NASA to crash GRAIL probes into the Moon to end mapping program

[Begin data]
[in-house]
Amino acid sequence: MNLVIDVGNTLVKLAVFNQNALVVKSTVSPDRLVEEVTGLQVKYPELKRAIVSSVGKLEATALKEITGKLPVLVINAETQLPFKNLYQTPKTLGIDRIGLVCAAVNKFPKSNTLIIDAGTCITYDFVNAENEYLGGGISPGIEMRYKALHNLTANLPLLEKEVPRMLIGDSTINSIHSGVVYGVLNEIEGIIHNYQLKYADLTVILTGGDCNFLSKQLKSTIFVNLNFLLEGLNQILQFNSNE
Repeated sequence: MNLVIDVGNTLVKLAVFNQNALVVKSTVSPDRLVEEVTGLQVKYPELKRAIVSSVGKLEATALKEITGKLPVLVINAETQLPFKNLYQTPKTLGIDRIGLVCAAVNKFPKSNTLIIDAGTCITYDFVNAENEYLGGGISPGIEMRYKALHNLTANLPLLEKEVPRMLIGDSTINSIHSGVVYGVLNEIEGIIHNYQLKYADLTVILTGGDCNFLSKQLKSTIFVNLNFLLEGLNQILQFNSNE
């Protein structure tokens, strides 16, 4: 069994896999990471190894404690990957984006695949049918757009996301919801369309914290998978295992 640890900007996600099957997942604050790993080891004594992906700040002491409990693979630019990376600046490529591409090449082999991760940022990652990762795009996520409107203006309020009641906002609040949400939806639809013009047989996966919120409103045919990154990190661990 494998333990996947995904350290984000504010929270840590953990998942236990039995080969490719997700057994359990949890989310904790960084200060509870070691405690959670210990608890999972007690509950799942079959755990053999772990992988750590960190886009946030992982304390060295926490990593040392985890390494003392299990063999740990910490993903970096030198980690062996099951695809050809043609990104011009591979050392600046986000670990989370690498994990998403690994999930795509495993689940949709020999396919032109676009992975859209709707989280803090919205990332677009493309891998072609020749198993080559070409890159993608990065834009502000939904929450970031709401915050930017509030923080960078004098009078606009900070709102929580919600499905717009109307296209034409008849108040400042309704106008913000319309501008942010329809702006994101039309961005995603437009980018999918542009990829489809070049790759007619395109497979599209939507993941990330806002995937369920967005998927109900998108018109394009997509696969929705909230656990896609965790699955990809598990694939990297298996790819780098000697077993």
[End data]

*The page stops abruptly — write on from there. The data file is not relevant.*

first_imgNASA‘s twin GRAIL (Gravity Recovery and Interior Laboratory) spacecraft have been flying around the Moon for close to a year, only seven miles above the surface, as part of a mapping mission. The spacecraft have been running low on fuel, and now it’s time to end the mission. In Mythbusters fashion, rather than calmly collect the probes, NASA will crash them into the moon.The probes will aim to crash into a mountain near the Moon’s north pole, a location away from any important sites, ensuring that the probes don’t disrupt other missions or equipment. The GRAIL crafts will smash into the Moon at an estimated 3,760 miles per hour, ensuring their total destruction.The GRAIL mission provided scientists with detailed gravity maps of the Moon, revealing it to have a shallower surface with a more fractured crust than we previously thought, as well as subterranean cracks filled with lava. Aside from simply teaching scientists more about the Moon, the gravity maps should help them pick out future landing sites.MIT scientist Maria Zuber noted the GRAIL mission actually went so well that even in her wildest dreams she could not have imagined it going better, and that NASA will even get around $8 to $9 million back from the mission’s initial $471 million budget.The crashes are expected to happen around 5:28PM EST on Monday, about 20 seconds apart from one another. Unfortunately, the event is not expected to be visible from Earth due to the probes’ fuel tanks being too empty to generate any kind of explosive flash. Fans of expensive scientific equipment being blown apart will have to get their fix elsewhere.Related: NASA releases first video of the far side of the Moonlast_img